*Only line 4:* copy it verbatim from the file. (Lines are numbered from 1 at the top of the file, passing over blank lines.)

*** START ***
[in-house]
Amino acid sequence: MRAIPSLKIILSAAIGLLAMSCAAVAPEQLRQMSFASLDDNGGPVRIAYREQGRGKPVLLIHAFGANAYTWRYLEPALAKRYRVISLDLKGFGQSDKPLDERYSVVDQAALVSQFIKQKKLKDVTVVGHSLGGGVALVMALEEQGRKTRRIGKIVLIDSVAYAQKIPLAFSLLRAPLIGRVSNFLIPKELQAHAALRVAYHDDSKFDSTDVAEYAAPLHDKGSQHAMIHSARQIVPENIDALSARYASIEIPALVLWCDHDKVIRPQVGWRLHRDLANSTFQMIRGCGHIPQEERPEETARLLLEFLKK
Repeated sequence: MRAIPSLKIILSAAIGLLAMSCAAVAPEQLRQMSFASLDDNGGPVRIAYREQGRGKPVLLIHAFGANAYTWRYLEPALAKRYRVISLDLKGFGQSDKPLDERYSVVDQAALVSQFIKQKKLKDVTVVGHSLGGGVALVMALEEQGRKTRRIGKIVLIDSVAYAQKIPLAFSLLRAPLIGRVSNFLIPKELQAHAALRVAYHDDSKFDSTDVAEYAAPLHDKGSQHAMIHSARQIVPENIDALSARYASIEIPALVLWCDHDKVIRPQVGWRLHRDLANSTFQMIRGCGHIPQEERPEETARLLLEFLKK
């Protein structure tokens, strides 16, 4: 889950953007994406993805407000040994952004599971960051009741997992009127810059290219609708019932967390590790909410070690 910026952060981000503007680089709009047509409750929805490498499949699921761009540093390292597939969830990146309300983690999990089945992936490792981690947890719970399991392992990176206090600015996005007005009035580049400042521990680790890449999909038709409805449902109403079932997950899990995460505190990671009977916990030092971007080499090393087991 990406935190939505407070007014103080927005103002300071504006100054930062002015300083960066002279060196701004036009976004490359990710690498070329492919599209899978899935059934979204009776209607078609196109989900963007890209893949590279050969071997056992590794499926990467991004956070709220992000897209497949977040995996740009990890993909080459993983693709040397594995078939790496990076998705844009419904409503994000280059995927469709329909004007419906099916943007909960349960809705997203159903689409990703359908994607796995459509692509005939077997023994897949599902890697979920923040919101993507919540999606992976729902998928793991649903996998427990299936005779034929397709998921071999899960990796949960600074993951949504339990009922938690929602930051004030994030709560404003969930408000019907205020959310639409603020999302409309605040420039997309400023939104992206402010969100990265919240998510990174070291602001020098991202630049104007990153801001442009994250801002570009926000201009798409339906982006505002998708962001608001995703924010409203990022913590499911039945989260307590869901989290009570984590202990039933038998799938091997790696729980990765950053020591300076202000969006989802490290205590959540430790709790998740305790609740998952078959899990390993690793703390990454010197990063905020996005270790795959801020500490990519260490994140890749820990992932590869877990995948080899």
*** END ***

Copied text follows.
């Protein structure tokens, strides 16, 4: 889950953007994406993805407000040994952004599971960051009741997992009127810059290219609708019932967390590790909410070690 910026952060981000503007680089709009047509409750929805490498499949699921761009540093390292597939969830990146309300983690999990089945992936490792981690947890719970399991392992990176206090600015996005007005009035580049400042521990680790890449999909038709409805449902109403079932997950899990995460505190990671009977916990030092971007080499090393087991 990406935190939505407070007014103080927005103002300071504006100054930062002015300083960066002279060196701004036009976004490359990710690498070329492919599209899978899935059934979204009776209607078609196109989900963007890209893949590279050969071997056992590794499926990467991004956070709220992000897209497949977040995996740009990890993909080459993983693709040397594995078939790496990076998705844009419904409503994000280059995927469709329909004007419906099916943007909960349960809705997203159903689409990703359908994607796995459509692509005939077997023994897949599902890697979920923040919101993507919540999606992976729902998928793991649903996998427990299936005779034929397709998921071999899960990796949960600074993951949504339990009922938690929602930051004030994030709560404003969930408000019907205020959310639409603020999302409309605040420039997309400023939104992206402010969100990265919240998510990174070291602001020098991202630049104007990153801001442009994250801002570009926000201009798409339906982006505002998708962001608001995703924010409203990022913590499911039945989260307590869901989290009570984590202990039933038998799938091997790696729980990765950053020591300076202000969006989802490290205590959540430790709790998740305790609740998952078959899990390993690793703390990454010197990063905020996005270790795959801020500490990519260490994140890749820990992932590869877990995948080899």